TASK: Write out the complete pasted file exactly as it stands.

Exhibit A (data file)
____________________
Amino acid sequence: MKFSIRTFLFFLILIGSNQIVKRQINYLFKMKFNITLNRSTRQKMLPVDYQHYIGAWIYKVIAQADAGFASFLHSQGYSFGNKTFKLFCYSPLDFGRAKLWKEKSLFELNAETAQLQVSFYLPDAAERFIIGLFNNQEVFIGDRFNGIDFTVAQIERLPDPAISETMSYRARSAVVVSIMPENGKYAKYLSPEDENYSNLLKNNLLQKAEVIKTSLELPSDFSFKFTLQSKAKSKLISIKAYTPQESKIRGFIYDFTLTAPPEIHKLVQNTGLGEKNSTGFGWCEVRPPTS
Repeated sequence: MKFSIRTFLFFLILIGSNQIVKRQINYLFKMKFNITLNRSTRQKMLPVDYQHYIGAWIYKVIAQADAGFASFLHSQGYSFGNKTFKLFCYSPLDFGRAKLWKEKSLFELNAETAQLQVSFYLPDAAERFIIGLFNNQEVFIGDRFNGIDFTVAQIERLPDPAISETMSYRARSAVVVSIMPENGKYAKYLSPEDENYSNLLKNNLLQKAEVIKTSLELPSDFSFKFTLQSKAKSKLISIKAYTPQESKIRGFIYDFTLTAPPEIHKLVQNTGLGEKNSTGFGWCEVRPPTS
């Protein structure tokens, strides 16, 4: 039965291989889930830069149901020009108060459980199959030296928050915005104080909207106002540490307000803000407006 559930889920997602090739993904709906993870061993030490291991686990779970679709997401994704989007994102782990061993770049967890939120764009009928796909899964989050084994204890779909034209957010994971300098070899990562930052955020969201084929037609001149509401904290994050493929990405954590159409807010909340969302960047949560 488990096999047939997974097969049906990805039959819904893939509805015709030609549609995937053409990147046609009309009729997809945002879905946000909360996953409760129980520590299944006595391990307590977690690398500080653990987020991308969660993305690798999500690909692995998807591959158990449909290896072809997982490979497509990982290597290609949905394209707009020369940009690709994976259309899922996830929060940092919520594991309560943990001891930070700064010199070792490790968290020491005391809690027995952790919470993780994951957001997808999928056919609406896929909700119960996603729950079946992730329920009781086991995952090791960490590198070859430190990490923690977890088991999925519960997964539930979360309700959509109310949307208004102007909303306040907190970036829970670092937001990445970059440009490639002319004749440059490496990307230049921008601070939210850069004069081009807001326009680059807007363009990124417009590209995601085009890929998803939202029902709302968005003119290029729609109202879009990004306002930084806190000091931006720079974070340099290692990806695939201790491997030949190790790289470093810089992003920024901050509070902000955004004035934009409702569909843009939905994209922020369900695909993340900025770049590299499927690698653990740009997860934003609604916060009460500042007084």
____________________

Amino acid sequence: MKFSIRTFLFFLILIGSNQIVKRQINYLFKMKFNITLNRSTRQKMLPVDYQHYIGAWIYKVIAQADAGFASFLHSQGYSFGNKTFKLFCYSPLDFGRAKLWKEKSLFELNAETAQLQVSFYLPDAAERFIIGLFNNQEVFIGDRFNGIDFTVAQIERLPDPAISETMSYRARSAVVVSIMPENGKYAKYLSPEDENYSNLLKNNLLQKAEVIKTSLELPSDFSFKFTLQSKAKSKLISIKAYTPQESKIRGFIYDFTLTAPPEIHKLVQNTGLGEKNSTGFGWCEVRPPTS
Repeated sequence: MKFSIRTFLFFLILIGSNQIVKRQINYLFKMKFNITLNRSTRQKMLPVDYQHYIGAWIYKVIAQADAGFASFLHSQGYSFGNKTFKLFCYSPLDFGRAKLWKEKSLFELNAETAQLQVSFYLPDAAERFIIGLFNNQEVFIGDRFNGIDFTVAQIERLPDPAISETMSYRARSAVVVSIMPENGKYAKYLSPEDENYSNLLKNNLLQKAEVIKTSLELPSDFSFKFTLQSKAKSKLISIKAYTPQESKIRGFIYDFTLTAPPEIHKLVQNTGLGEKNSTGFGWCEVRPPTS
């Protein structure tokens, strides 16, 4: 039965291989889930830069149901020009108060459980199959030296928050915005104080909207106002540490307000803000407006 559930889920997602090739993904709906993870061993030490291991686990779970679709997401994704989007994102782990061993770049967890939120764009009928796909899964989050084994204890779909034209957010994971300098070899990562930052955020969201084929037609001149509401904290994050493929990405954590159409807010909340969302960047949560 488990096999047939997974097969049906990805039959819904893939509805015709030609549609995937053409990147046609009309009729997809945002879905946000909360996953409760129980520590299944006595391990307590977690690398500080653990987020991308969660993305690798999500690909692995998807591959158990449909290896072809997982490979497509990982290597290609949905394209707009020369940009690709994976259309899922996830929060940092919520594991309560943990001891930070700064010199070792490790968290020491005391809690027995952790919470993780994951957001997808999928056919609406896929909700119960996603729950079946992730329920009781086991995952090791960490590198070859430190990490923690977890088991999925519960997964539930979360309700959509109310949307208004102007909303306040907190970036829970670092937001990445970059440009490639002319004749440059490496990307230049921008601070939210850069004069081009807001326009680059807007363009990124417009590209995601085009890929998803939202029902709302968005003119290029729609109202879009990004306002930084806190000091931006720079974070340099290692990806695939201790491997030949190790790289470093810089992003920024901050509070902000955004004035934009409702569909843009939905994209922020369900695909993340900025770049590299499927690698653990740009997860934003609604916060009460500042007084």